Sunday, January 13, 2008

Dumfries and Galloway - Bird Club Trip - Saturday

This weekend saw our first outing with Northants Bird Club (http://northamptonshirebirdclub.org.uk/) having joined the group in December. The trip was a weekend visit to Dumfries and Galloway, an area we've never been to before.

Saturday started by the old lighthouse at Southerness Point. It was freezing cold and with the heavy cloud quite dull but the shoreline was occupied with good numbers of Oystercatchers and Bar-tailed Godwits. We also saw a few Knot and some Purple Sandpiper (new bird!), though the photographs I tried were all grey and blurry so unusable. In addition to the shore birds we also saw a Red-breasted Merganser, so by 9am had two new species, an excellent start.

What was most impressive though was the speed at which the bird club members were identifying birds by call alone or by quick scans with their bins. I wonder if we'll ever be able to do that?

From Southerness Point it was on to Mereshead RSPB reserve (http://www.rspb.org.uk/reserves/guide/m/mersehead/index.asp). The feeders outside the window of the reserve office were covered in 'garden' birds including Siskin and it was good to see so many birds so close up. While we were chatting with the warden we were informed there was a Male Hen Harrier in the air so we dashed outside to see it, and eventually did indeed see it though by then quite distant. We're not counting the bird as a 'tick' yet as it wasn't distinct enough to recognise it but it was still exciting! Around the reserve were a number of Barnacle Geese, wintering from Greenland. This part of Scotland in fact hosts the entire Greenland breeding population during the winter. I photographed this pair flying past:












You can see from the background just how dull it was. From the two hides we spotted numbers of wintering ducks, etc, but nothing remarkable. In the brief woodland part of the trail before the coastal saltmarsh, we spotted a pair of Roe Deer, I snapped this one just before it disappeared out of view, showing their typical 'bounding' method of running:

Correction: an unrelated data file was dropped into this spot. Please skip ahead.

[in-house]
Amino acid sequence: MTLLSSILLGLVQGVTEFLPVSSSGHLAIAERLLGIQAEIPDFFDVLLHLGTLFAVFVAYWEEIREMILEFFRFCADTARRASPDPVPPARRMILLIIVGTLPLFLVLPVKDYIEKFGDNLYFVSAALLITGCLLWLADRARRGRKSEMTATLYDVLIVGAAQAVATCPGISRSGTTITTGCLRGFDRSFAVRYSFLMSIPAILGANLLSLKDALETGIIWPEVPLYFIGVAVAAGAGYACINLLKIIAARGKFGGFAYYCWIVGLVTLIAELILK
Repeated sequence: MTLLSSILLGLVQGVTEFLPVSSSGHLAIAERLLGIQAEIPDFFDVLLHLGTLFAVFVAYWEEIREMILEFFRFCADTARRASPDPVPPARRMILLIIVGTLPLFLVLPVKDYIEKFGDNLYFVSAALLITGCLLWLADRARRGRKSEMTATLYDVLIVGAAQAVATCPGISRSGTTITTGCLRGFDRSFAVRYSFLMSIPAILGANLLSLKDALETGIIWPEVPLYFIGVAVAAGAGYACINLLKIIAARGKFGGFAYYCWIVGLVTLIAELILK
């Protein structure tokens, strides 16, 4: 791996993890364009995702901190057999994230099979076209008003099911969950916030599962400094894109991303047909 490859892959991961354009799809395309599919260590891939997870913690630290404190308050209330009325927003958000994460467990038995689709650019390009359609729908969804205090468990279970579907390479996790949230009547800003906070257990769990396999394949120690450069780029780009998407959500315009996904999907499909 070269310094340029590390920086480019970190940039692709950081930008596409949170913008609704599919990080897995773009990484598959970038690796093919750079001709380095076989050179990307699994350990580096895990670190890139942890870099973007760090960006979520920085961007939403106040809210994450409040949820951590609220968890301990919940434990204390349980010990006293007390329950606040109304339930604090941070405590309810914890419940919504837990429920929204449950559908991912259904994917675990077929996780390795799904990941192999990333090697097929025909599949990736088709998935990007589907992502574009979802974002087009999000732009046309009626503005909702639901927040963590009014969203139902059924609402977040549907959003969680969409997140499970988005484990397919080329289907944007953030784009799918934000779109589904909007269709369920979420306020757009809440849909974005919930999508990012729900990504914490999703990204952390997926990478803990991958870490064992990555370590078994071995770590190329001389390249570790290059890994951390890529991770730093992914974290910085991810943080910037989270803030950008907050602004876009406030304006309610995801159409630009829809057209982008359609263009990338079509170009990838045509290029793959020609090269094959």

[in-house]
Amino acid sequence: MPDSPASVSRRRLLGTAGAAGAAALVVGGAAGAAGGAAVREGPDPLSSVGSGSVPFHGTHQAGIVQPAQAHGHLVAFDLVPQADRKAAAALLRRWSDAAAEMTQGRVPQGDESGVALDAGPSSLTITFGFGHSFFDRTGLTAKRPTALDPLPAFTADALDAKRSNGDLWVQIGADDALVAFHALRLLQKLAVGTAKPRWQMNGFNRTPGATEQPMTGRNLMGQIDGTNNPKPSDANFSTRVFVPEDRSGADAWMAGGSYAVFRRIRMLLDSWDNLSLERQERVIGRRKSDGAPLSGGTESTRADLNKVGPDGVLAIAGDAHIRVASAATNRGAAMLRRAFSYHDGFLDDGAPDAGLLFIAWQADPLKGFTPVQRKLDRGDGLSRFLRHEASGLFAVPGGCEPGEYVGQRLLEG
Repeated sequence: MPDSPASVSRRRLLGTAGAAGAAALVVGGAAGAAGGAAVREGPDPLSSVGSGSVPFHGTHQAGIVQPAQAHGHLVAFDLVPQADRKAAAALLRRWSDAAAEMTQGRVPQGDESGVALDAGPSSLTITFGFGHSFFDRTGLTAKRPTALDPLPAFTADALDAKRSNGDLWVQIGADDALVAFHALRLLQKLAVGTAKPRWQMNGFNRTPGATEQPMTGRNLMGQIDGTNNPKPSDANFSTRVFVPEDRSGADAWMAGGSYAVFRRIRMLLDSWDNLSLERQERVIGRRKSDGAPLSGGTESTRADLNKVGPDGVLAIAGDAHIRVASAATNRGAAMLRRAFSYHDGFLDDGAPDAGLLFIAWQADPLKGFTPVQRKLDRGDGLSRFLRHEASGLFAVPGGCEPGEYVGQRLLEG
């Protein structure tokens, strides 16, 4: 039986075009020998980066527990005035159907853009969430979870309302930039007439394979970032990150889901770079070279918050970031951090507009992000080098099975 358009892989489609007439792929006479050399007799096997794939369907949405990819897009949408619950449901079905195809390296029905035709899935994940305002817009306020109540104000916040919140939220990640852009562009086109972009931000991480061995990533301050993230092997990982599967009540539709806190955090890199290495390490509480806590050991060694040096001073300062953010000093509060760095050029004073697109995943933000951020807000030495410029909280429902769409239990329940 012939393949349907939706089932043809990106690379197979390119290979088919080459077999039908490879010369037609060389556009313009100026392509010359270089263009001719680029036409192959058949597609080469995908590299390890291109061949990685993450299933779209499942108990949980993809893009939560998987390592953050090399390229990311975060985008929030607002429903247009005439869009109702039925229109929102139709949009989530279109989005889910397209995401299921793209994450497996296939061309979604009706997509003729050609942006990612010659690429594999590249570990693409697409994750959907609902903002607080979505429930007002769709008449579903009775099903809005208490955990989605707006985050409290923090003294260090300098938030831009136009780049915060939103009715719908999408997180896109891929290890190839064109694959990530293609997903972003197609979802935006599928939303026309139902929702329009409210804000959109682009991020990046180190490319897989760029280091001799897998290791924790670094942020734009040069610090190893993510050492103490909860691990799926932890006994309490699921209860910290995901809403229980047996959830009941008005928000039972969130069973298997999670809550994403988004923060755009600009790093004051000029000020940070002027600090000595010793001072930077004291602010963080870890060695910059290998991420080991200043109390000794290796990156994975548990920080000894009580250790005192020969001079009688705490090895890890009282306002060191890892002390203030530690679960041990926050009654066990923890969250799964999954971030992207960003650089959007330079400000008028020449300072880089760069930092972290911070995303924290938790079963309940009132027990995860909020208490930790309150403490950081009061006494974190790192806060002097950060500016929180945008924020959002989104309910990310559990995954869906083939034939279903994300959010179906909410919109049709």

The saltmarsh walk turned out to be remarkably quiet with only the odd Robin for company, probably due to the harsh weather of the previous two weeks.

From the RSPB reserve we drove on to visit a Red Kite feeding station at a farm near Loch Ken. For a bargain £2.50 each you get to watch as they put out sliced up roadkill and dead chicken. We counted approximately 35 birds at peak. Again the lighting conditions were very poor, having driven into the heavy cloud on the way to the Loch. This is about the best shot I managed, showing a Red Kite approach the ground to grab some of the food:
















It was very enjoyable listening to the birds calling before the feed, seeing them swoop and dive to grab the food or hassle the Crows and to see them so close-up.

The final destination on Saturday was another RSPB reserve - Ken-Dee Marshes (http://www.rspb.org.uk/reserves/guide/k/kendeemarshes/index.asp). Just south of there we encountered a small flock of rare Greater White Fronted Geese wintering from Greenland. Surprisingly these birds aren't protected so can be shot by 'hunters'. Even more surprisingly the gate to the reserve had a 'shooting in progress' sign on the entrance. Shooting on a nature reserve? The reserve as a consequence was very quiet, so we headed home as night fell.

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1 Comments:

Anonymous Loura said...

Keep up the good work.

4:34 pm  

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